The nice part with the internal projects for corporate art departments that you reference is in the opportunity to build longer-lasting relationships with those you work with. Over time you learn to understand how these people like to work, and can present things with this knowledge in mind.

    Of course, it's all personal. You just have to do what works best for you. However you do it though, I think that paying attention to this process is something to really be careful and deliberate about.

    Cheers!

    Eric

  4. ben says:

    Good stuff Eric. Peter L. Philips goes into detail on this subject in 'Creating the Perfect Design Brief' as well. He makes a good point which is to consider the client as a partner rather than a client (he writes from the perspective of an internal design group which perhaps makes this easier but I think it's still a good stance to take when working with external clients). This reinforces the idea that you are there to help their business be more successful rather than just doing some pretty but non-functional designs and running off with a pay-cheque. It all contributes towards clients taking design more seriously and recognising the true benefits it can bring to their business.

  5. Zinni says:

    I agree 100% with what you have written, but as you say unfortunately ideas still get killed. One thing that I have found to be extremely helpful if a presentation starts to get way out of control is to review the project objectives over again and have the client tell how their comments would help meet those goals. This helps combat the "can we try it in green" or "maybe a more fun font would be better?" comments. I will actually write down all the comments and then we will relate them back to the objectives together this usually removes about 75% of the "suggestions"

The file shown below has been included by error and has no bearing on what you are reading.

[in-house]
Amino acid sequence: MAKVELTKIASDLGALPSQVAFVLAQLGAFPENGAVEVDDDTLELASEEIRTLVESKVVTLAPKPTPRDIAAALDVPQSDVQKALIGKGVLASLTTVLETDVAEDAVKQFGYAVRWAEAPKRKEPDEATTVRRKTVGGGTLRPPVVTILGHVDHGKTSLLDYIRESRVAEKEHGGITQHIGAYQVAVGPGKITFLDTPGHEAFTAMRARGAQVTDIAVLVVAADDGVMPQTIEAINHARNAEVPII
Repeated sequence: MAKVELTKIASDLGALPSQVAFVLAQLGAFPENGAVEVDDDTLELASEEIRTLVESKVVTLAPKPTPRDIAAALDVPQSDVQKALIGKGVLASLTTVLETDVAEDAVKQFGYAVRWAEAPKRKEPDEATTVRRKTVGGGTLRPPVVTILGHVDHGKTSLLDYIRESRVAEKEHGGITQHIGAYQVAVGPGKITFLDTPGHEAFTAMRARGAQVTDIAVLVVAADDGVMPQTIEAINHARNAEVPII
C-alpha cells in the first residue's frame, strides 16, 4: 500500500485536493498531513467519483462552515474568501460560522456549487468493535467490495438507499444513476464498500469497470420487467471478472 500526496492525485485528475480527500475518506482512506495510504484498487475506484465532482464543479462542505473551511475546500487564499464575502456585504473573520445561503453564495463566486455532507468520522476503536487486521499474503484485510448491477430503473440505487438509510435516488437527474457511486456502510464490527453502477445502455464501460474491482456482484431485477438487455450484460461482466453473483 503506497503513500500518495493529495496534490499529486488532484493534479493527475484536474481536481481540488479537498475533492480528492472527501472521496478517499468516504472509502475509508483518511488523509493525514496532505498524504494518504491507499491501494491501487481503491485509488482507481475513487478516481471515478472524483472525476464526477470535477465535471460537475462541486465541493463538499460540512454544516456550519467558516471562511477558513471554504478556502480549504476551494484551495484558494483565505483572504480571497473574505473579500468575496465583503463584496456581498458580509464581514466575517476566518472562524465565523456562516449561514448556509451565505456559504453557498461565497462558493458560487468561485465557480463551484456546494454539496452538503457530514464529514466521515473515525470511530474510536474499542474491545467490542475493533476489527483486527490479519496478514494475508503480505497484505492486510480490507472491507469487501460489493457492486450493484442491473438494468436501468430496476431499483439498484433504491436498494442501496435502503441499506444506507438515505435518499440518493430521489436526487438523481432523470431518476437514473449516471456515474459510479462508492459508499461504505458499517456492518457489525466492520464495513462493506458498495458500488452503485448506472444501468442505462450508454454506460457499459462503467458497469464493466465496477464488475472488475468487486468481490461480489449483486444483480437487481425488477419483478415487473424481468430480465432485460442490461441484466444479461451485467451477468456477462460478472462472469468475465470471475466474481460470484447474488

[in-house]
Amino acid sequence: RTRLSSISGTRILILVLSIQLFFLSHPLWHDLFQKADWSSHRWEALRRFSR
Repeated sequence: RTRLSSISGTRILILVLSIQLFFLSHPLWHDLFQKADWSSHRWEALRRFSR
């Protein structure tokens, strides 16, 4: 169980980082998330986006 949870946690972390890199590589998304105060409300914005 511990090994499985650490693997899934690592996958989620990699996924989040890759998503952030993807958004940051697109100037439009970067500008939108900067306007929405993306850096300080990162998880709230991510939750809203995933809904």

6. David Mullen says:

    VERY relevant post!

    I was talking to a few of our junior art directors and copywriters a couple months or so ago about their thoughts on taking a presentation skills workshop to help them get comfortable with creative presentations.

    One of them said something along the lines of "the work speaks for itself." I said, "Not if anyone's not looking or listening because you haven't captured them. A great idea is worthless if you can't sell it to the client." He saw the point and agreed.

    Since then, we've brought in an outside expert to hold seminars for any of our folks from any expertise area to attend and polish their preso skills.

    Thanks for sharing!

  7. kadavy says:

    LaurenMarie, I have some remote clients, and I like to present my solutions in the form of a multi-page PDF, PowerPoint presentation, or a Google Docs Presentation. I make a series of slides that briefly builds through the process, and present the solution on the final side. I find that if I just attach a JPEG and explain in the e-mail, the client will often just switch right to the JPEG and draw a hasty conclusion.

  8. Eric,
    Great advice. I think anyone who presents ideas--salespeople, speakers, etc.--could pull elements from this to improve their results. (I know I will!)